Masks will be out March 20! Some retailers may have it a day or two early, because some process metadata faster than others. But by March 20 all should have it, so that’s the official release date.
Also, more good news, it will be priced at $4.99. My editor writes that “Our usual price is $7.99 for a full-length novel but we decided to break precedent and offer MASKS at a lower price because of what you’d promised fans. I know it’s still more than free, but it’s a bargain compared to our usual price for novels.” I am happy they are making some concessions on this, and hope that these, plus the free stories I will be sending your way, will help most people feel that all the drama was worth it. I really loved writing Masks, and hope all of you will have an equally good time reading it. Enjoy!
It looks like Masks will (finally!) be out this month. It should be somewhere around the 18th, and I will update once I hear for sure from the publisher. But since it’s so close, I thought I would do one last inspiration post, comprised of my personal cast of characters. You are, of course, encouraged to see the characters any way you like, this is just for fun. But during my research, I came across some images that struck me as being similar to what I had in mind, so I thought I’d share them.
Vittorio Carpaccio lived and painted in Venice shortly after Masks takes place, so his work gives a real feel for the time. He caught a couple of gents lounging under a loggia that struck me as perfect for Paulo, Martina’s elegant spenditore, and Jerome, the slightly avaricious apothecary’s-assistant-turned-courtesan. That even looks like it might be Mircea behind them, staring in shock at something outside the loggia. I wonder what it could be!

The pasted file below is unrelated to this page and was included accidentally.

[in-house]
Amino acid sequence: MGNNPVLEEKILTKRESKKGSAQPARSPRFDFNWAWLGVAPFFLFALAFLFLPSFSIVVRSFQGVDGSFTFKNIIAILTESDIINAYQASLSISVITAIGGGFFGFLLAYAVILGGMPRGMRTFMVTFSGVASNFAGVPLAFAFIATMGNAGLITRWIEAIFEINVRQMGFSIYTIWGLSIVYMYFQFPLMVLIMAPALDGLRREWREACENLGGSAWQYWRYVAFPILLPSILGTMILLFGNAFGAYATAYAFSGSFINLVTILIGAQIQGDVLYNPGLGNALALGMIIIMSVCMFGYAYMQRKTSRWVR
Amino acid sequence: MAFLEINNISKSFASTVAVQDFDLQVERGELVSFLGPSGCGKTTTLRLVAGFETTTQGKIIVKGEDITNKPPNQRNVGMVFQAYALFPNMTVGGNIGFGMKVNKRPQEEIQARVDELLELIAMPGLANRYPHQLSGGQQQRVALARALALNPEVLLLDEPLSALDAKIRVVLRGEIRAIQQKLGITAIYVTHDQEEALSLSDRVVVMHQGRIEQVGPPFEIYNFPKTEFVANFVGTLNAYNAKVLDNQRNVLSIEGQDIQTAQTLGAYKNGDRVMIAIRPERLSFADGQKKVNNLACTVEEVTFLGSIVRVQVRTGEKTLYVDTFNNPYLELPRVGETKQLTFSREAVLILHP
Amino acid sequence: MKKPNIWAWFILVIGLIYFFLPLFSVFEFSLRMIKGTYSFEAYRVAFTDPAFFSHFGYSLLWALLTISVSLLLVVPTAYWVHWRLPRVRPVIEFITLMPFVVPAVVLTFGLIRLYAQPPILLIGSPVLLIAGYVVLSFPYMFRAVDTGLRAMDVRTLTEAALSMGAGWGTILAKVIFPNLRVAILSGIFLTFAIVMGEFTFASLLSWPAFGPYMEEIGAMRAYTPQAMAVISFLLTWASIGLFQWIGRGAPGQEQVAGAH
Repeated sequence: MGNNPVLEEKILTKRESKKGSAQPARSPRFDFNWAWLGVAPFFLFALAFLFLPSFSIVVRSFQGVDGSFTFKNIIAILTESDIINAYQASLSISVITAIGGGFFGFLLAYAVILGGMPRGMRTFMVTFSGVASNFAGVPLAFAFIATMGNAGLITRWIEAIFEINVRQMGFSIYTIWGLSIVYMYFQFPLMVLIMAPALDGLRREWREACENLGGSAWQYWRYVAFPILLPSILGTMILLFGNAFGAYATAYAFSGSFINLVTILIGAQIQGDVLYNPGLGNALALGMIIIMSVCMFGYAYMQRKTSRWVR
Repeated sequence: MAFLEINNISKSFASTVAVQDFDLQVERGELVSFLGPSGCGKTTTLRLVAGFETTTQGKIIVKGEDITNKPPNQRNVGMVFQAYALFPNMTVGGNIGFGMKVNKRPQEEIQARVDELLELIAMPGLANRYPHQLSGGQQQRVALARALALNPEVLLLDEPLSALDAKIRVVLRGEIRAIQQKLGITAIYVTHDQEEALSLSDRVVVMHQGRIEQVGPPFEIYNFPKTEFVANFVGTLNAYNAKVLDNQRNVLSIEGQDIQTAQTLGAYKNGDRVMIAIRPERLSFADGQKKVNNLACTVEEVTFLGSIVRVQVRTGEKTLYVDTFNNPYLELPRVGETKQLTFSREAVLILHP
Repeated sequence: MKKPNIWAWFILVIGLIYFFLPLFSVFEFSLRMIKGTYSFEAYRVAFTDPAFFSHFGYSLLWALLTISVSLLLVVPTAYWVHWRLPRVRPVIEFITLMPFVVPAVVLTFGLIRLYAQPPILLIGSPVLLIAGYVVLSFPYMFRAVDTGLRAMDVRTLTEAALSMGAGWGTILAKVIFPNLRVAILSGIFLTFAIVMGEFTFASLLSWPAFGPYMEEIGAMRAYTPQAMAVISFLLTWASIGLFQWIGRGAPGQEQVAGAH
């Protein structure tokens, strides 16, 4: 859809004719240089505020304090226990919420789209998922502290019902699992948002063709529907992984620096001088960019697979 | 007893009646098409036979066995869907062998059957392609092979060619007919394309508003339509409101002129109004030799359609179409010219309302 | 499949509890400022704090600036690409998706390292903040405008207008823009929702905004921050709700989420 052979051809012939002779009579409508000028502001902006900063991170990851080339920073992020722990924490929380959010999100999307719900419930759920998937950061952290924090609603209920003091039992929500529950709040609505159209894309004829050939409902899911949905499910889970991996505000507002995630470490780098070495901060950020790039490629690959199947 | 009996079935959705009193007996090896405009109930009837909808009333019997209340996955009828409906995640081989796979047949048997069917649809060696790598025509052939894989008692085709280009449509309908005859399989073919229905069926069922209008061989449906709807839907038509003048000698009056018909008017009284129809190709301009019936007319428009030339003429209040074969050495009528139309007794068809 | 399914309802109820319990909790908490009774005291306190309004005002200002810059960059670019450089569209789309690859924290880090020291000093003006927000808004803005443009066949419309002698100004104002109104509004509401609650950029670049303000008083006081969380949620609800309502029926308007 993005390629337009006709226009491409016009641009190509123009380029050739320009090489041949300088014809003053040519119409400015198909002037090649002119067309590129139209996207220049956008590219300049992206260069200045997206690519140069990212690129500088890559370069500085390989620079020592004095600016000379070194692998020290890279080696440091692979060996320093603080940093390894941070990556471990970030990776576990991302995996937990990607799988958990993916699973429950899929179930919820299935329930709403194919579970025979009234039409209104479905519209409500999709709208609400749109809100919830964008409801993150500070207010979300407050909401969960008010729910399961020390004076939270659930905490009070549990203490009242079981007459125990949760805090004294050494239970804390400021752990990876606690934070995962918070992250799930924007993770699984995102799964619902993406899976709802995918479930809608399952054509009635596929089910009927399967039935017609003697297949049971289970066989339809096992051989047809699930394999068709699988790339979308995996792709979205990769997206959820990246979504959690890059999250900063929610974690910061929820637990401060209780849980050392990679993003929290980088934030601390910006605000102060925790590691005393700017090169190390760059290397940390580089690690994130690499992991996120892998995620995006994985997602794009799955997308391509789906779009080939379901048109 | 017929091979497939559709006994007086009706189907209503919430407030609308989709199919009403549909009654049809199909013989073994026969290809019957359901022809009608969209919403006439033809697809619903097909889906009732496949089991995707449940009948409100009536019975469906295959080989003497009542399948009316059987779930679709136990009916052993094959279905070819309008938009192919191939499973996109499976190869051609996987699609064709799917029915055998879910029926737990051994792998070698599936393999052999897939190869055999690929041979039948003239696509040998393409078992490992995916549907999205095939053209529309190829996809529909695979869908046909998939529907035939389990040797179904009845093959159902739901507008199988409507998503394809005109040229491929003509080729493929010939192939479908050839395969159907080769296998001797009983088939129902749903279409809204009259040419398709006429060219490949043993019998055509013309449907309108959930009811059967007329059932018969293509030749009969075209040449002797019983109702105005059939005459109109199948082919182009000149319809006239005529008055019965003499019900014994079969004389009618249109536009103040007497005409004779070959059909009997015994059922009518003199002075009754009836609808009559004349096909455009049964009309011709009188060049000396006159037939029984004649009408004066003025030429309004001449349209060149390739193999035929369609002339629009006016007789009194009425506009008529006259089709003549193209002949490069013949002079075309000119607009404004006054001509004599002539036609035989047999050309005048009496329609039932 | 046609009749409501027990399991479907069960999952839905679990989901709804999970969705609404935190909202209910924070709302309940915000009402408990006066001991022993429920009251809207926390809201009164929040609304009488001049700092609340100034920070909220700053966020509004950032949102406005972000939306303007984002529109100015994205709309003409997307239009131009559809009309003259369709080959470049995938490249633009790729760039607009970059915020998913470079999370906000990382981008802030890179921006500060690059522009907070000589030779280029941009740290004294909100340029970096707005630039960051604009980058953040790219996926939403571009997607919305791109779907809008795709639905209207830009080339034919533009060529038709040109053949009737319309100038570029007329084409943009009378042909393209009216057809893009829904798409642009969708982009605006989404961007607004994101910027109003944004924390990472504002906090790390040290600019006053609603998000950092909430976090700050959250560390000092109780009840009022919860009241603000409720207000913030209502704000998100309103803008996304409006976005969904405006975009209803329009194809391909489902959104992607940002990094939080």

Bezio! I like this image for the slightly older, blacksmith-turned-vampire in the book. Bezio always had a blunt but kindly nature, which I think comes through nicely in this image. I also love the beard!
I thought Assumpta Serna (Vannozza Catanei on The Borgias) made a good Martina, the grasping, somewhat frightening, always acquisitive brothel owner. I especially liked this pic for the mask she’s holding. It’s perfect for the era, which hadn’t yet copied the masks of the Commedia dell‘arte that are so popular today. The Commedia was a late sixteenth century creation, and while some of its roots go back to Mircea’s time, the mask makers of the mid-fifteenth century hadn’t yet started to adopt them. Fifteenth century masks tended to be simpler, and half masks were often worn by ladies who wanted to show off their faces.
With a couple of dark contacts, Laura Jane Haddock in Da Vinci’s Demons would be a perfect Marte, the exotic, dark-haired courtesan. She even has the earrings!
I really liked Holliday Grainger (Lucrezia Borgia on The Borgias) for Auria, the self-styled “most expensive courtesan in Venice.” Holliday’s hair is usually too blond, but the tint of this picture has it just about right.
I don’t know where this is from, but I found it shortly after I’d written a certain scene and laughed, because it was so perfect. She even has the right hair for the senator.
Under the ‘if it ain’t broke, don’t fix it’ category, we have James Purefoy, Mark Antony from HBO’s Rome as . . . Mark Antony. In all honesty, he’s a little too pretty for Antony, who was described historically as a more rugged type. But the expression is perfect, which counts for a lot.
Elyes Gabel from Game of Thrones and The Borgias would make a good Danieli.
David Oakes as William Hamleigh in The Pillars of the Earth would make a good Sanuito. Well, with the addition of some pock marks!
So there you have it. And, hopefully, you’ll soon have Masks to go along with it!